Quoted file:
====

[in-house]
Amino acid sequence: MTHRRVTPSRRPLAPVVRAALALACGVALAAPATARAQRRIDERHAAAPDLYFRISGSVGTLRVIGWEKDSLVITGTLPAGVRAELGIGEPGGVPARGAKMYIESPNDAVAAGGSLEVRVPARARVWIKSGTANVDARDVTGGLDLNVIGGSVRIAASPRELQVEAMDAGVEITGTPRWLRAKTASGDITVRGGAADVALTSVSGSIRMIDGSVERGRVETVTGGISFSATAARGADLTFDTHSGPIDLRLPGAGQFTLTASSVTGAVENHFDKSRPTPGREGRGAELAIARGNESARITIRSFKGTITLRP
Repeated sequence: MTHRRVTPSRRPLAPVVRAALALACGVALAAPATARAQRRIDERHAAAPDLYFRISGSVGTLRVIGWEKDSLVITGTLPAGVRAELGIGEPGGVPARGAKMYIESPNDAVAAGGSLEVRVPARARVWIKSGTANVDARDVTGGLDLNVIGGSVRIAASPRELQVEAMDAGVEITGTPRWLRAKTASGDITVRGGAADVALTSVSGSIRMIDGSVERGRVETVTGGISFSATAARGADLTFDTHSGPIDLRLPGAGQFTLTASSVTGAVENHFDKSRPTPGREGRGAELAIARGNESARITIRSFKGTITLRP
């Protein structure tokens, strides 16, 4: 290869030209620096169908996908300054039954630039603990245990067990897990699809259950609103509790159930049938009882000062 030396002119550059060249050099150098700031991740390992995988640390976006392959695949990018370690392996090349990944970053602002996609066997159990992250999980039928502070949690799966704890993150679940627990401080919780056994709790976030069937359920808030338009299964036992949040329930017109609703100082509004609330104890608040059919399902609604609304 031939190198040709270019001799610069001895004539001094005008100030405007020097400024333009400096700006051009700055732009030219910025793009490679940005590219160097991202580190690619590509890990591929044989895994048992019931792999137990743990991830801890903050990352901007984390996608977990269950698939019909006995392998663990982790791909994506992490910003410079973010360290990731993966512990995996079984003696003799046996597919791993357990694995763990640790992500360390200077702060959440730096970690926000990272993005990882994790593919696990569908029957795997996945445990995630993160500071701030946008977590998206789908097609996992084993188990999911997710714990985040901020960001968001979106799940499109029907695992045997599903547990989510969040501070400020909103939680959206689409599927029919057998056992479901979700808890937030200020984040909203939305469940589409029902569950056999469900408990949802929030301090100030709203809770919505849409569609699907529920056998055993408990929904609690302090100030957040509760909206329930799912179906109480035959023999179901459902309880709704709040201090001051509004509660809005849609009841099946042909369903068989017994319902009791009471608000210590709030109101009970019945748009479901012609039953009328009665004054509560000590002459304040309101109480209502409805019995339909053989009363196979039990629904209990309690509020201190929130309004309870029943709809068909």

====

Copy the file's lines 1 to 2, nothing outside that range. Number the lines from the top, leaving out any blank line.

[in-house]
Amino acid sequence: MTHRRVTPSRRPLAPVVRAALALACGVALAAPATARAQRRIDERHAAAPDLYFRISGSVGTLRVIGWEKDSLVITGTLPAGVRAELGIGEPGGVPARGAKMYIESPNDAVAAGGSLEVRVPARARVWIKSGTANVDARDVTGGLDLNVIGGSVRIAASPRELQVEAMDAGVEITGTPRWLRAKTASGDITVRGGAADVALTSVSGSIRMIDGSVERGRVETVTGGISFSATAARGADLTFDTHSGPIDLRLPGAGQFTLTASSVTGAVENHFDKSRPTPGREGRGAELAIARGNESARITIRSFKGTITLRP